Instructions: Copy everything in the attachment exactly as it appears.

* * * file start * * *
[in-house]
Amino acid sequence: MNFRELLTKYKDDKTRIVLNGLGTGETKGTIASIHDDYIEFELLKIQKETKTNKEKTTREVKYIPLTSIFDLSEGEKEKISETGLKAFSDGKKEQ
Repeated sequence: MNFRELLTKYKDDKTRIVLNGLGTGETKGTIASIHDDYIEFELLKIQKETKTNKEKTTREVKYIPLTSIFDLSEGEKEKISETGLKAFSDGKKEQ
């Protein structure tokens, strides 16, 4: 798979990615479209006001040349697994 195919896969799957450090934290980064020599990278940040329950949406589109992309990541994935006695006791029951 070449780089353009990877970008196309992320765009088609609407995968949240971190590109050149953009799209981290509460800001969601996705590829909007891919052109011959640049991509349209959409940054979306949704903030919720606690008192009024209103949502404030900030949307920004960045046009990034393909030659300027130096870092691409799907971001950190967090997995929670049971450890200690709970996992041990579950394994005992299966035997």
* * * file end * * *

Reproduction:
[in-house]
Amino acid sequence: MNFRELLTKYKDDKTRIVLNGLGTGETKGTIASIHDDYIEFELLKIQKETKTNKEKTTREVKYIPLTSIFDLSEGEKEKISETGLKAFSDGKKEQ
Repeated sequence: MNFRELLTKYKDDKTRIVLNGLGTGETKGTIASIHDDYIEFELLKIQKETKTNKEKTTREVKYIPLTSIFDLSEGEKEKISETGLKAFSDGKKEQ
């Protein structure tokens, strides 16, 4: 798979990615479209006001040349697994 195919896969799957450090934290980064020599990278940040329950949406589109992309990541994935006695006791029951 070449780089353009990877970008196309992320765009088609609407995968949240971190590109050149953009799209981290509460800001969601996705590829909007891919052109011959640049991509349209959409940054979306949704903030919720606690008192009024209103949502404030900030949307920004960045046009990034393909030659300027130096870092691409799907971001950190967090997995929670049971450890200690709970996992041990579950394994005992299966035997």